Home >> February 2012 Edition >> Close Support: Crisis Control Through Imagery
Close Support: Crisis Control Through Imagery
by Stephen Wood, Vice President, DigitalGlobe Analysis Center


In a crisis every second counts. Lives can be lost if decision makers cannot react to a situation fast enough. Up-to-date information is the most important factor in preventing loss of life. Whether the disaster is natural or man-made, geospatial intelligence can play a critical role in the effective management of on-the-ground personnel. To fill the spatial and logistical voids often associated with disasters, DigitalGlobe recently launched two new geospatial intelligence services that enable faster response and smarter decision making.

WoodFig1 These two products are part of DigitalGlobe’s vision for the fourth “era” of the commercial satellite industry: analytics. For government customers, the need for rapid and accurate analysis of imagery is becoming as important as the imagery itself. Another important component of the effective use of imagery is cloud services. This solution of cloud services is especially valuable to government, agency, and humanitarian organizations that are responding in a crisis situation. Real-time information is essential in developing a unified strategy. DigitalGlobe has reaffirmed their commitment to providing the most current information available by launching two new geospatial intelligence offerings — FirstWatch and the Diplomatic Facilities Support Package.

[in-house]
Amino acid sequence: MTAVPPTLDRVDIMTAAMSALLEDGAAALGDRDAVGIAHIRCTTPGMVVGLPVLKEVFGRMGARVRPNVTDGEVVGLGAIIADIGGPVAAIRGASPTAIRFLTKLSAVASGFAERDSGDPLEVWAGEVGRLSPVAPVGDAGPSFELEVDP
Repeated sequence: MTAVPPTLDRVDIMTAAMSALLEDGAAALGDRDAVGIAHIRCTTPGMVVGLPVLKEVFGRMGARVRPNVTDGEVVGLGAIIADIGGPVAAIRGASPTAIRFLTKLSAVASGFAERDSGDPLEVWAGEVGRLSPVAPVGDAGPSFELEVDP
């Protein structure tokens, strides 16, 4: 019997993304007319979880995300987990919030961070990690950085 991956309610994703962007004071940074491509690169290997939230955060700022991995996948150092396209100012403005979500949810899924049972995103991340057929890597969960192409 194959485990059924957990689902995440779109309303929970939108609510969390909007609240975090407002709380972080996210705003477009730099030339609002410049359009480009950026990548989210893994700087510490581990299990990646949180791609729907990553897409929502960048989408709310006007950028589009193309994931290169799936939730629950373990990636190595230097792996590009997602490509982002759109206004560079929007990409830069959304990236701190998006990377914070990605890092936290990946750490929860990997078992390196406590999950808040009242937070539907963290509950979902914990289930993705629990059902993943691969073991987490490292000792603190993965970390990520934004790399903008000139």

DigitalGlobe FirstWatch
The first service is FirstWatch, which is designed to provide rapid analysis of satellite imagery to users. The development of the FirstWatch offering stemmed from customers’ requests and needs. Customers in crisis situations needed to know how to get to the affected area to help save lives and start rebuilding. Imagery is a starting point, but what our customers really needed were the answers, which FirstWatch helps provide.

In response, FirstWatch was developed to extend the value of DigitalGlobe’s FirstLook crisis event monitoring and imagery delivery service, by publishing detailed analysis of FirstLook imagery along with associated information relevant to event management and response. This analysis and information gathering is conducted by experts in the DigitalGlobe Analysis Center, and varies in detail and scope based on the needs of the customer.

When a crisis occurs, the DigitalGlobe FirstLook service is activated, and DigitalGlobe’s satellites begin collecting new imagery from the affected region. Immediately after the new imagery is received, DigitalGlobe’s analyst begins to process it, using multiple sources of data to turn images into information.

WoodFig2 Satellites, radar and airborne sensors, open source content and social media combine to provide the most comprehensive understanding of what’s developing, and what needs attention. In the event of a disaster, up-to-date images are matched with archived images from the DigitalGlobe high-definition ImageLibrary, which is the largest in the world. These comparisons allow analysts to quickly understand the extent and specifics of damage on the ground. The analysis is then published into a comprehensive DigitalGlobe FirstWatch report within hours after the event occurs.

The wide range of information included in a FirstWatch report is designed to aid customers in assessing the scope and magnitude of an event, providing vital details that are often only visible from a satellite view.

The human element in the FirstWatch service is what sets it apart, as DigitalGlobe analysts are often able to identify imagery elements that might otherwise be overlooked, or be very difficult to distinguish. Details included in a report can include evidence of structural damage, infrastructure failures, changes to topography, flood water depth, and other potentially life-threatening elements. With the necessary insight into the situation, decision makers are freed up to begin formulating the most effective response plan.